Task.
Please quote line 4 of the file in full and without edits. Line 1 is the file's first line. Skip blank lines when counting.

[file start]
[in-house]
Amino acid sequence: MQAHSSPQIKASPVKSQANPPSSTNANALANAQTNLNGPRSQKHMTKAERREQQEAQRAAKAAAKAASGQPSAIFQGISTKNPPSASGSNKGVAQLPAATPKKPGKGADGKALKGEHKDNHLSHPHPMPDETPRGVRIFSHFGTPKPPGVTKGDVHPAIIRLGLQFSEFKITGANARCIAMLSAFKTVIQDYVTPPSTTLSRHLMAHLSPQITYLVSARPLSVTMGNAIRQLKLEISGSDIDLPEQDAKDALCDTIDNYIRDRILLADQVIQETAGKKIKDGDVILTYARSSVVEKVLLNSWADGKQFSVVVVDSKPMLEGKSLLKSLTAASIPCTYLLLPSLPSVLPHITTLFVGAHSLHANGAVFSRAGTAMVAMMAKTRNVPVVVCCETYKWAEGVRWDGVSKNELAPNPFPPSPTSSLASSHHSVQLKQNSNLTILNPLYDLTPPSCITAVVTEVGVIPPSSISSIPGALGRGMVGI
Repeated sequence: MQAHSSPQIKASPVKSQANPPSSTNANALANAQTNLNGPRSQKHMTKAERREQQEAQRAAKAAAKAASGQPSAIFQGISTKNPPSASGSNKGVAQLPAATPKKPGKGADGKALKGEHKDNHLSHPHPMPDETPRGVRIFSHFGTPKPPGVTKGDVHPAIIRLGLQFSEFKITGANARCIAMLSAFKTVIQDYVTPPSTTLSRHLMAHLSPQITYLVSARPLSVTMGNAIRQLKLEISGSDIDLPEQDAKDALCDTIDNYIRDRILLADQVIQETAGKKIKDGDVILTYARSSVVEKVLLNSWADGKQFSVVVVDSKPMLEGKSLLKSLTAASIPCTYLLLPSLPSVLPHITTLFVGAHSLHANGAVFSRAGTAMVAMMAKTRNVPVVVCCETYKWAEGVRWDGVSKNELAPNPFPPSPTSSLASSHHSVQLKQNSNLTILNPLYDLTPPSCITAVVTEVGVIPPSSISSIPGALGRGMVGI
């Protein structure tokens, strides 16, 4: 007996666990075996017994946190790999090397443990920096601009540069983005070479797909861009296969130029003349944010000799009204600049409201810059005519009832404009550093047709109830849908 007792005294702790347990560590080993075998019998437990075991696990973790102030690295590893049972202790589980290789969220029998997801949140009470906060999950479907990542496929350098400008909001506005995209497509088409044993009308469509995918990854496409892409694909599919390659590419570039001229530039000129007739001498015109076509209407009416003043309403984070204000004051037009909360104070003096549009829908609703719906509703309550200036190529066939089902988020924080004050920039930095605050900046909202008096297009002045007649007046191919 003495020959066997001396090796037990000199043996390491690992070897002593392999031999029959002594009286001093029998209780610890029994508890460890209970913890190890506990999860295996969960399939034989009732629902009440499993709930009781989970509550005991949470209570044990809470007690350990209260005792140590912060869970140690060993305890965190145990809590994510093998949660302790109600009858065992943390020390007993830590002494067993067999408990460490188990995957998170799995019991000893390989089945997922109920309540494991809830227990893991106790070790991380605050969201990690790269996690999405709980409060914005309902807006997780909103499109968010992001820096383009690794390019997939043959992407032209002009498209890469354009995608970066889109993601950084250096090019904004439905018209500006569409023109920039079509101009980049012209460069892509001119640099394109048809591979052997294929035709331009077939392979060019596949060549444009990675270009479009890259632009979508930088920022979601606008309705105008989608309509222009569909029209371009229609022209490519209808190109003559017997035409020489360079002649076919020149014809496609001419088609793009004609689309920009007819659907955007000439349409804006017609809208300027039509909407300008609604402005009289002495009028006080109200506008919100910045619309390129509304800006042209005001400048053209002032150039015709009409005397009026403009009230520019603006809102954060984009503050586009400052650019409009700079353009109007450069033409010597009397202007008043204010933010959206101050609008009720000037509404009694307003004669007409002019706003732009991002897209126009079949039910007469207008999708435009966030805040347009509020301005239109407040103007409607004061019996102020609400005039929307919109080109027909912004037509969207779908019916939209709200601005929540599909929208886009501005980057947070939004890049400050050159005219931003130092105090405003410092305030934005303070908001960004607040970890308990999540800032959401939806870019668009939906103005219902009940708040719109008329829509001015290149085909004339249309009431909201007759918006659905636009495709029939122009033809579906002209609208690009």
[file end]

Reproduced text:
């Protein structure tokens, strides 16, 4: 007996666990075996017994946190790999090397443990920096601009540069983005070479797909861009296969130029003349944010000799009204600049409201810059005519009832404009550093047709109830849908 007792005294702790347990560590080993075998019998437990075991696990973790102030690295590893049972202790589980290789969220029998997801949140009470906060999950479907990542496929350098400008909001506005995209497509088409044993009308469509995918990854496409892409694909599919390659590419570039001229530039000129007739001498015109076509209407009416003043309403984070204000004051037009909360104070003096549009829908609703719906509703309550200036190529066939089902988020924080004050920039930095605050900046909202008096297009002045007649007046191919 003495020959066997001396090796037990000199043996390491690992070897002593392999031999029959002594009286001093029998209780610890029994508890460890209970913890190890506990999860295996969960399939034989009732629902009440499993709930009781989970509550005991949470209570044990809470007690350990209260005792140590912060869970140690060993305890965190145990809590994510093998949660302790109600009858065992943390020390007993830590002494067993067999408990460490188990995957998170799995019991000893390989089945997922109920309540494991809830227990893991106790070790991380605050969201990690790269996690999405709980409060914005309902807006997780909103499109968010992001820096383009690794390019997939043959992407032209002009498209890469354009995608970066889109993601950084250096090019904004439905018209500006569409023109920039079509101009980049012209460069892509001119640099394109048809591979052997294929035709331009077939392979060019596949060549444009990675270009479009890259632009979508930088920022979601606008309705105008989608309509222009569909029209371009229609022209490519209808190109003559017997035409020489360079002649076919020149014809496609001419088609793009004609689309920009007819659907955007000439349409804006017609809208300027039509909407300008609604402005009289002495009028006080109200506008919100910045619309390129509304800006042209005001400048053209002032150039015709009409005397009026403009009230520019603006809102954060984009503050586009400052650019409009700079353009109007450069033409010597009397202007008043204010933010959206101050609008009720000037509404009694307003004669007409002019706003732009991002897209126009079949039910007469207008999708435009966030805040347009509020301005239109407040103007409607004061019996102020609400005039929307919109080109027909912004037509969207779908019916939209709200601005929540599909929208886009501005980057947070939004890049400050050159005219931003130092105090405003410092305030934005303070908001960004607040970890308990999540800032959401939806870019668009939906103005219902009940708040719109008329829509001015290149085909004339249309009431909201007759918006659905636009495709029939122009033809579906002209609208690009």